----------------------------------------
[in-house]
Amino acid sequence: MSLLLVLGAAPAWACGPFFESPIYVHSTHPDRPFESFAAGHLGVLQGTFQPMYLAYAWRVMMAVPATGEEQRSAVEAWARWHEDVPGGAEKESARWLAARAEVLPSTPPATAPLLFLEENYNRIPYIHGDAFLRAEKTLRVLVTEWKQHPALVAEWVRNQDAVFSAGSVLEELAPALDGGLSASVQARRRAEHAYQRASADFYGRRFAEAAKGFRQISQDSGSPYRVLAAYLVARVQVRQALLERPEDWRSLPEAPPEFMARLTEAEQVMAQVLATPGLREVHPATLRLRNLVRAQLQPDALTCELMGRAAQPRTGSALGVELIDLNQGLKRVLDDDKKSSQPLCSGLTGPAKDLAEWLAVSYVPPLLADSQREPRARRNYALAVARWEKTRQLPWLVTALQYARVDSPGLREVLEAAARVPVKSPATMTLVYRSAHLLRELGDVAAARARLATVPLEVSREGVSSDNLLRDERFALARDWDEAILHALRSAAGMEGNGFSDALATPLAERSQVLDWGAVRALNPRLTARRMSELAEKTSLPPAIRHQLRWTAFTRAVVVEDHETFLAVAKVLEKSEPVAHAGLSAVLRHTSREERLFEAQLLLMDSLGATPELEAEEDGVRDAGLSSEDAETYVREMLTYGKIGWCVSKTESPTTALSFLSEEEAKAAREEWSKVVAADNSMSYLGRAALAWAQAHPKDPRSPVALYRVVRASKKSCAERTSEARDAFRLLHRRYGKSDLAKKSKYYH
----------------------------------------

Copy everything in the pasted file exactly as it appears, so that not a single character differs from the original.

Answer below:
[in-house]
Amino acid sequence: MSLLLVLGAAPAWACGPFFESPIYVHSTHPDRPFESFAAGHLGVLQGTFQPMYLAYAWRVMMAVPATGEEQRSAVEAWARWHEDVPGGAEKESARWLAARAEVLPSTPPATAPLLFLEENYNRIPYIHGDAFLRAEKTLRVLVTEWKQHPALVAEWVRNQDAVFSAGSVLEELAPALDGGLSASVQARRRAEHAYQRASADFYGRRFAEAAKGFRQISQDSGSPYRVLAAYLVARVQVRQALLERPEDWRSLPEAPPEFMARLTEAEQVMAQVLATPGLREVHPATLRLRNLVRAQLQPDALTCELMGRAAQPRTGSALGVELIDLNQGLKRVLDDDKKSSQPLCSGLTGPAKDLAEWLAVSYVPPLLADSQREPRARRNYALAVARWEKTRQLPWLVTALQYARVDSPGLREVLEAAARVPVKSPATMTLVYRSAHLLRELGDVAAARARLATVPLEVSREGVSSDNLLRDERFALARDWDEAILHALRSAAGMEGNGFSDALATPLAERSQVLDWGAVRALNPRLTARRMSELAEKTSLPPAIRHQLRWTAFTRAVVVEDHETFLAVAKVLEKSEPVAHAGLSAVLRHTSREERLFEAQLLLMDSLGATPELEAEEDGVRDAGLSSEDAETYVREMLTYGKIGWCVSKTESPTTALSFLSEEEAKAAREEWSKVVAADNSMSYLGRAALAWAQAHPKDPRSPVALYRVVRASKKSCAERTSEARDAFRLLHRRYGKSDLAKKSKYYH